In my opinion we have quite a lot of latitude to act against statism on a personal basis. If taxes are set high enough to discourage me from working as many hours as I would otherwise, then I accept that. I don’t plot violent revolution, but I do work less and enjoy more free time. I don’t see anything wrong with avoiding taxation by legal means. Modern states are currently taxing almost every working person much more than the cost of basic services. Today “tax planning” is mostly a matter of preventing income from being redistributed. There’s a lot we can do to oppose the current state of the world, but we should be careful not to go too far.

Written By
More from Robert Thorpe
Mises’ monetary theory compared to other theories
Lots of people talk about “The” Quantity Theory of Money and “The”...
Read More
7 replies on “Corruption, Taxation and Enjoying Some Free Time”
  1. says: John Spiers

    Dear Mr. Thorpe,

    I think this needs to be supported:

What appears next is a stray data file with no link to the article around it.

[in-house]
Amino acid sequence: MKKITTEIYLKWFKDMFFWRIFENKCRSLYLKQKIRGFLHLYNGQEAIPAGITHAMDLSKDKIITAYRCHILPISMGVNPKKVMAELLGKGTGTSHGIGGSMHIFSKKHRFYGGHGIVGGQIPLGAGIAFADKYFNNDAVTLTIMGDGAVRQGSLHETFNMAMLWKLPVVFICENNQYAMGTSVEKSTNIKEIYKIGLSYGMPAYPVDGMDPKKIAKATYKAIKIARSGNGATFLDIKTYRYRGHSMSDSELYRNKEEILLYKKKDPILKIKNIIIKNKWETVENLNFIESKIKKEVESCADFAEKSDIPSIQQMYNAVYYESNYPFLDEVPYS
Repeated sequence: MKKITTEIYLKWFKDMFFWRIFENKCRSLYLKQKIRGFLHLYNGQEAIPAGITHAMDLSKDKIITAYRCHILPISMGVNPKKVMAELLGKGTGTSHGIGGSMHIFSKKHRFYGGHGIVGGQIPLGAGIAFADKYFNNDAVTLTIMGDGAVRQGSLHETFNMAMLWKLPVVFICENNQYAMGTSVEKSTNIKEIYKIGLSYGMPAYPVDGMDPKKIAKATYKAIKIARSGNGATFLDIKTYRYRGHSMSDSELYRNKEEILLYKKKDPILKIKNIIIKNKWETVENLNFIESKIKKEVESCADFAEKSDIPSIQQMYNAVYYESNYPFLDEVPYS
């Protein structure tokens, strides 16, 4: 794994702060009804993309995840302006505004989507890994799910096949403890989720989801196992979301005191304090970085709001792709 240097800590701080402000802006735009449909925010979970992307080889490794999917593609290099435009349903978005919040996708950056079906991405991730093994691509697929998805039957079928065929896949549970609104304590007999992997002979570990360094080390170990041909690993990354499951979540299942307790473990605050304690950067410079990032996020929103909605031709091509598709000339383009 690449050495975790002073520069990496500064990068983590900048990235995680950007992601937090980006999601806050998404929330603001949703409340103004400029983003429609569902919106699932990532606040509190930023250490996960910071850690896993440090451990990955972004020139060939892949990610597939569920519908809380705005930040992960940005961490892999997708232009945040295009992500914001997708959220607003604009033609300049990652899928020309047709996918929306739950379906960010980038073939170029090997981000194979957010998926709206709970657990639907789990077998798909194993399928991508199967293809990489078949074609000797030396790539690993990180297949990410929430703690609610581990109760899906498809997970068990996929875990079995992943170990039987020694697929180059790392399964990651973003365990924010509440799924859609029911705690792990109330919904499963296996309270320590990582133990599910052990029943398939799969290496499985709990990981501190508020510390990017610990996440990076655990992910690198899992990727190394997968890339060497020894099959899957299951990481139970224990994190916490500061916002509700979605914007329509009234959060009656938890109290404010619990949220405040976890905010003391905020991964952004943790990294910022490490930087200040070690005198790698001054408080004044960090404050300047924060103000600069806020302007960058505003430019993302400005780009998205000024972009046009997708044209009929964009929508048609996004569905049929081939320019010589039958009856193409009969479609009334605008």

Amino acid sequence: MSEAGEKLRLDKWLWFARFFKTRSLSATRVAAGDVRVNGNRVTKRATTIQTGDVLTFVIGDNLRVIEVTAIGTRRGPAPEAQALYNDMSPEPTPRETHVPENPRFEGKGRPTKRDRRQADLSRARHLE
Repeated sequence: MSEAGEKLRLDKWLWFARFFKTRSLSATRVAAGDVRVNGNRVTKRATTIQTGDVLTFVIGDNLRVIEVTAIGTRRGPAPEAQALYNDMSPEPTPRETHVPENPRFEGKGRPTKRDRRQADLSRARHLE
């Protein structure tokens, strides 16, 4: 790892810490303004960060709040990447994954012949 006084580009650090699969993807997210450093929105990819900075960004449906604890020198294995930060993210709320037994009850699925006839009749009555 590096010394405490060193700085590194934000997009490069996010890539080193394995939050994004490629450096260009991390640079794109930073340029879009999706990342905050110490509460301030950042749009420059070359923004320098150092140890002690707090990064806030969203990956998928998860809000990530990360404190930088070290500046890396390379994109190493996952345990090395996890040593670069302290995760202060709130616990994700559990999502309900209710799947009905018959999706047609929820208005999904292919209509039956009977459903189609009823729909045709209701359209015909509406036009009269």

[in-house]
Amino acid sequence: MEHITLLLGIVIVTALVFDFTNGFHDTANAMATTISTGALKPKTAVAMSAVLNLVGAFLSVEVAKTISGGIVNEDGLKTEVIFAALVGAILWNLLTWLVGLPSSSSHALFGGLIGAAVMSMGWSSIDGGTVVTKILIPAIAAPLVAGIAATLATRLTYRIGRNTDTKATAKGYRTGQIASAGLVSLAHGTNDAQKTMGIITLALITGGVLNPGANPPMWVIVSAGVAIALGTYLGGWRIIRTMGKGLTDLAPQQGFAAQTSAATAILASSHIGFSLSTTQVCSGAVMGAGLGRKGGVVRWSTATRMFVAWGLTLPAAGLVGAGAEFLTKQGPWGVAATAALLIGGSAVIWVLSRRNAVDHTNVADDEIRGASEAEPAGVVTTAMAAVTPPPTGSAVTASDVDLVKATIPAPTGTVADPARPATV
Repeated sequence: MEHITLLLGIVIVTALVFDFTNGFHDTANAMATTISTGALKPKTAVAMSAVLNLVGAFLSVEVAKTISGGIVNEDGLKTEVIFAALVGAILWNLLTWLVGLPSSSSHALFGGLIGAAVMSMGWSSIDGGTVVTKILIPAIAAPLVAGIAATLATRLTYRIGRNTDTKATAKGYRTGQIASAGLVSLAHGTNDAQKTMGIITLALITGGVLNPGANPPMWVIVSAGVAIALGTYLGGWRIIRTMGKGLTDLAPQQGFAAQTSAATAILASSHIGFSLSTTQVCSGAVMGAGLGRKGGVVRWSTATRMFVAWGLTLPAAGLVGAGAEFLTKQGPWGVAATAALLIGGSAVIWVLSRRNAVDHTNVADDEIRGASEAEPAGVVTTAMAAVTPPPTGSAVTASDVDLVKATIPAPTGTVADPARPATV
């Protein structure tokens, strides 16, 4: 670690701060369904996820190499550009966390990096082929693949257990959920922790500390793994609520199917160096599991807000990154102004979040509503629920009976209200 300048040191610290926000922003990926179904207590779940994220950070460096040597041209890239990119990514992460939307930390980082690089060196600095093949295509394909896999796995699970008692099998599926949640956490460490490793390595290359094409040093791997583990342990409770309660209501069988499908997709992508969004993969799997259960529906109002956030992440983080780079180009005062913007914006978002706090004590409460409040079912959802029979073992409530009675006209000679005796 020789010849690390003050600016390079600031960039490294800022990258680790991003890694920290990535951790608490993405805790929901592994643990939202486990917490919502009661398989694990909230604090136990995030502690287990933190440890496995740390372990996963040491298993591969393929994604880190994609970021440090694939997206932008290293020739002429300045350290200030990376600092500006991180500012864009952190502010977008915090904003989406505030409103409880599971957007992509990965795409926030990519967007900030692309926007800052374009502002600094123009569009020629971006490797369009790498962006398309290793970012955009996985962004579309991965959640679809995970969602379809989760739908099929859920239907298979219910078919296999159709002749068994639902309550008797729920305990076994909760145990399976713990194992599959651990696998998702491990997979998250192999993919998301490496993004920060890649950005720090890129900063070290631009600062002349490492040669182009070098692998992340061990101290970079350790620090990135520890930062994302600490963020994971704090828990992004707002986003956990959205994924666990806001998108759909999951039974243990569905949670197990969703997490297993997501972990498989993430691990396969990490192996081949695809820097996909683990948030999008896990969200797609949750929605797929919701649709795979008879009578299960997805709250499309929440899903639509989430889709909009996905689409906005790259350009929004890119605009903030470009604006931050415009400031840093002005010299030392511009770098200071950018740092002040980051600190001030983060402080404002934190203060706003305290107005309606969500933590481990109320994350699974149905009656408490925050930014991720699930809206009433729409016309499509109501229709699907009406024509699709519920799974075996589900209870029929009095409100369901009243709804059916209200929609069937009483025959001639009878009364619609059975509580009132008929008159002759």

“When markets first become more free that will unjustly impoverish some and enrich others. ”

    How can ending subsidies and regulations (that which unfrees the market) and allowing people to trade freely, unjustly impoverish some? Or enrich others?

    1. That for some promised pensions and assured circumstances become null and void? If they did not consider the offer, and see its unsustainability at inception, they only experience condign punishment. That they did not discern that a violence-grounded transfer of wealth to them was unethical is not worthy of our concern.

    2. Once their circumstances change, it changes in a manner that offers them the exact same opportunity that we mere merchants have: to serve customers. The impoverishment you imagine is the cessation of taxpayer-funded indolence. The poor babies will actually have to provide a value.

    3. These welfare queens presently deny the rest of us the good of the genius and innovation. The fact that they congregate at the trough means they are not competing and widening the division of labor, adding to the myriad of goods and services that constitute the true wealth of a nation.